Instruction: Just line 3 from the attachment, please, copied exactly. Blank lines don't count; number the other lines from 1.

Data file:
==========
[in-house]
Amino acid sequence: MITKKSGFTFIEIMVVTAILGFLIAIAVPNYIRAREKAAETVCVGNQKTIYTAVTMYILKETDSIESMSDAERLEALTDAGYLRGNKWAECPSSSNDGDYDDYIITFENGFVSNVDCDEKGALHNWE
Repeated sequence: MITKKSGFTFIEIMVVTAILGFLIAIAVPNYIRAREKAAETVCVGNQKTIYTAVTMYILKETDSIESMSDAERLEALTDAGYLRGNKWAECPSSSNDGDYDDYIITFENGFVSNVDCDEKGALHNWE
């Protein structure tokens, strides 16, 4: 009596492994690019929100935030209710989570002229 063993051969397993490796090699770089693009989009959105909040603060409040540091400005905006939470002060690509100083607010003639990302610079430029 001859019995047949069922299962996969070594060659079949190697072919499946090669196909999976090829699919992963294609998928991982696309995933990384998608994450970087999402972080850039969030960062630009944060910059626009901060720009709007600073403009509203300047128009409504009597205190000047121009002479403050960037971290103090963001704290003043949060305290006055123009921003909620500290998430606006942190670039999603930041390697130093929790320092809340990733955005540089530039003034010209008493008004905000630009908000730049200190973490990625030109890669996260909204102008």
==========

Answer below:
Repeated sequence: MITKKSGFTFIEIMVVTAILGFLIAIAVPNYIRAREKAAETVCVGNQKTIYTAVTMYILKETDSIESMSDAERLEALTDAGYLRGNKWAECPSSSNDGDYDDYIITFENGFVSNVDCDEKGALHNWE